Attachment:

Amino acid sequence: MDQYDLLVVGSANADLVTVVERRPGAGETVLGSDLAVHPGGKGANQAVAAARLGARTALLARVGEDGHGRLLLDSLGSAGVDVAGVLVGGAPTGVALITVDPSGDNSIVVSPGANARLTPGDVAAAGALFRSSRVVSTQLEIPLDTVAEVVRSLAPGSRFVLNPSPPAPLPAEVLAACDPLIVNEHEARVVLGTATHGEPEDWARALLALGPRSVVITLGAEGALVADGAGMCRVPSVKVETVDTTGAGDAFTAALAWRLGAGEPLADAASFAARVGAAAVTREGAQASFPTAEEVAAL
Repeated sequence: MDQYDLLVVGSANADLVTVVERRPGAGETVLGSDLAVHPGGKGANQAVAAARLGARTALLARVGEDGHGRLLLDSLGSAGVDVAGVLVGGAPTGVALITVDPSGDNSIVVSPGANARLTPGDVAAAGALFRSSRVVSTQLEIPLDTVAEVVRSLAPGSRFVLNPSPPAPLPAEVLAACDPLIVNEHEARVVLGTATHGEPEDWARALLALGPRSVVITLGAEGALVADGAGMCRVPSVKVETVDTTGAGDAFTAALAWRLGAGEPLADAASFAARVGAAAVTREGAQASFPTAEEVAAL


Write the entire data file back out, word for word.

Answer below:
Amino acid sequence: MDQYDLLVVGSANADLVTVVERRPGAGETVLGSDLAVHPGGKGANQAVAAARLGARTALLARVGEDGHGRLLLDSLGSAGVDVAGVLVGGAPTGVALITVDPSGDNSIVVSPGANARLTPGDVAAAGALFRSSRVVSTQLEIPLDTVAEVVRSLAPGSRFVLNPSPPAPLPAEVLAACDPLIVNEHEARVVLGTATHGEPEDWARALLALGPRSVVITLGAEGALVADGAGMCRVPSVKVETVDTTGAGDAFTAALAWRLGAGEPLADAASFAARVGAAAVTREGAQASFPTAEEVAAL
Repeated sequence: MDQYDLLVVGSANADLVTVVERRPGAGETVLGSDLAVHPGGKGANQAVAAARLGARTALLARVGEDGHGRLLLDSLGSAGVDVAGVLVGGAPTGVALITVDPSGDNSIVVSPGANARLTPGDVAAAGALFRSSRVVSTQLEIPLDTVAEVVRSLAPGSRFVLNPSPPAPLPAEVLAACDPLIVNEHEARVVLGTATHGEPEDWARALLALGPRSVVITLGAEGALVADGAGMCRVPSVKVETVDTTGAGDAFTAALAWRLGAGEPLADAASFAARVGAAAVTREGAQASFPTAEEVAAL